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If you could sum up Smoking Cigarettes, Eating Glass in three words, what would they be?
Broken systems terrorize
If you were to make a film of this book, what would the tag line be?
Anita rose like a phoenix from the broken mental health systems of the 60s to persevere and flourish.
Any additional comments?
This book is a must read for anyone going into the psychiatry/psychology field (as well as anyone who is interested in mental health). As someone in the medical field, I was drawn to this book because I heard about the questionable practices of the psychiatric field in school, but a firsthand account of the horrors would bring much-needed light and compassion to the subject. This is such a well done memoir that, at times, I have to admit that I forgot I was reading non-fiction; this book reads like fiction. It grabbed me by my collar and didn't let go. I think the one and only criticism I have for this book is this: it progresses very linear and easy to follow, but then after Anita requests her records, it starts to skip around a bit and gets just a bit hard to follow. Otherwise, this is a great book that I think should be required reading in every university that teaches any sort of medicine or mental health studies. I also have to point out that after reading this book, I can acknowledge how hard it must be to market and ask for reviews, especially those that aren't positively glowing. This author has come such a long way in her life and has accomplished so much, I bet none of her psychiatrists could've predicted her being able to handle becoming an award-winning author (among everything else!).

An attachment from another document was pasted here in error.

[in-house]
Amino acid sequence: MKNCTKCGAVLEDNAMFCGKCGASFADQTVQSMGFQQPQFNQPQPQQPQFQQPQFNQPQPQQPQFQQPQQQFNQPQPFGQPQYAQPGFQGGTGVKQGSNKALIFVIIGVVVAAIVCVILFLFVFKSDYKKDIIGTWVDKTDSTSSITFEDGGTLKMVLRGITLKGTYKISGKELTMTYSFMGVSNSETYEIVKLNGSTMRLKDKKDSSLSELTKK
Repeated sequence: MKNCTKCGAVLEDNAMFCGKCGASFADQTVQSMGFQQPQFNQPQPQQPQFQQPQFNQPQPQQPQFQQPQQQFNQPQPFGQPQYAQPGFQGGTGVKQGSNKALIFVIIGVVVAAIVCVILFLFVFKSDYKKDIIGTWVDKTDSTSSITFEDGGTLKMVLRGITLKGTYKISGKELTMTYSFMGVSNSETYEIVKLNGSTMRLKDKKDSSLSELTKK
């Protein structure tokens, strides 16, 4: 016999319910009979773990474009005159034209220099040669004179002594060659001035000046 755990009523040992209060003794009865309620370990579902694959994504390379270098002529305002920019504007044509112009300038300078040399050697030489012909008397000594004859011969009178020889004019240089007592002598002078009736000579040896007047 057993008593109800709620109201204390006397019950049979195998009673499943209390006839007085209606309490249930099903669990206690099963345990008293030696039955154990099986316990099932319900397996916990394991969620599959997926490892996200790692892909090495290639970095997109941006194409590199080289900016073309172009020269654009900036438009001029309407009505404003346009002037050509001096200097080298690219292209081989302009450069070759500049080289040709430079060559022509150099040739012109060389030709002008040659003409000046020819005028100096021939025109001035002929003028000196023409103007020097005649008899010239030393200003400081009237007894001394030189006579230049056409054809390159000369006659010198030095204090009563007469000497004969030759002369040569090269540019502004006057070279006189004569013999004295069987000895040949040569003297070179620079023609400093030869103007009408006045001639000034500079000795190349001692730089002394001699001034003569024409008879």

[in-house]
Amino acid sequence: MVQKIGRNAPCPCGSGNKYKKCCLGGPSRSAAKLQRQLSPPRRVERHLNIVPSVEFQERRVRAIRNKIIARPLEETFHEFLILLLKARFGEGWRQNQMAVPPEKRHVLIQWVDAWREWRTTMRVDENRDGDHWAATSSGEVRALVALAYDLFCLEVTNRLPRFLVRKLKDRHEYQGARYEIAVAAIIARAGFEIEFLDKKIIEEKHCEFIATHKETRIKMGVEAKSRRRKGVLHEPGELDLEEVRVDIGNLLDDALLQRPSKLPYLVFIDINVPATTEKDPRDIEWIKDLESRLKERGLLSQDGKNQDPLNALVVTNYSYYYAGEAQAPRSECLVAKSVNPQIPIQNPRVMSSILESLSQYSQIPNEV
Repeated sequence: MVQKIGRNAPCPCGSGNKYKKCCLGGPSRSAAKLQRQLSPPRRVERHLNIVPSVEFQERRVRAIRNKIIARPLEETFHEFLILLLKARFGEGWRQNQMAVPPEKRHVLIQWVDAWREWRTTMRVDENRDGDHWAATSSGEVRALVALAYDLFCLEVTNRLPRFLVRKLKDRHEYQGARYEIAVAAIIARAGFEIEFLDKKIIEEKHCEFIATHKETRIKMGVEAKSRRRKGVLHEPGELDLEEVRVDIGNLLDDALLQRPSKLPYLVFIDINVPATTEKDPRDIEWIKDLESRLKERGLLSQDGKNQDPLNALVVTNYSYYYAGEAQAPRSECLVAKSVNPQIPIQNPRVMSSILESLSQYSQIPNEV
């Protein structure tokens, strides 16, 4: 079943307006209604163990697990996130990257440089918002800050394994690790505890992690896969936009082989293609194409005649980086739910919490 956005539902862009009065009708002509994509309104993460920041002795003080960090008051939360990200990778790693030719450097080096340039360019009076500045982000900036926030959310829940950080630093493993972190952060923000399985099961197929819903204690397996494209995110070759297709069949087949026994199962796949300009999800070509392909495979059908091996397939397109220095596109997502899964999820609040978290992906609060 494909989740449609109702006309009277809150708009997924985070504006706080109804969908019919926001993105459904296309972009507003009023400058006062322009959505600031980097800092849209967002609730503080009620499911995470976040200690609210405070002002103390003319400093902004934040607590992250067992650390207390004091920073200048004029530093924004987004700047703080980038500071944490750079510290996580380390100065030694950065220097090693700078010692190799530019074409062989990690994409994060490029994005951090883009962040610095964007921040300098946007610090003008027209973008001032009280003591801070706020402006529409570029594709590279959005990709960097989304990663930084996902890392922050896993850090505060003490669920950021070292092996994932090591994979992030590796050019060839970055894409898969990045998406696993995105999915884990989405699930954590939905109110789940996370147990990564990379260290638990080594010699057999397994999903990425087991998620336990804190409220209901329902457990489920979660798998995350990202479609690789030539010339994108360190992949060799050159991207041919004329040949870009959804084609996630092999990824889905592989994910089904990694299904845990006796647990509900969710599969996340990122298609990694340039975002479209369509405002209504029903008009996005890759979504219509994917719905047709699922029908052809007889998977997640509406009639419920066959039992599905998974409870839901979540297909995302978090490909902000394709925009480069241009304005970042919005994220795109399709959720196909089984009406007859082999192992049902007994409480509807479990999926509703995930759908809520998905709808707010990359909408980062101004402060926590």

I volunteered to review the audiobook through Audiobookworm Promotions; this in no way affects my opinions. Anita Perez-Sawyer narrated her own book, and I think that was very fitting for this situation. I am not always a fan of author-narrated books, but this is such a personal and emotional story that I can't imagine it being appropriate for anyone else to narrate this book. This is not a professional-level recording as you can hear a few swallows and stumbles over words, but it did not lessen my experience any. There were not any pops/crackles/static in the Audible recording; it's still a high quality recording.
If you are in a mental health field (or just curious as to what the not-too-distant-past was like) I absolutely implore you to read this book. It's well worth your time and will open your eyes to the suffering that a broken system caused. I believe many mental health diagnoses could have been prevented or cured with traditional talk and drug therapies rather than the more extreme ECT and lobotomies that caused irreversible damage. It's my hope that with books like this and people in the mental health world like Anita Perez-Sawyer that history will never be forgotten and never repeated.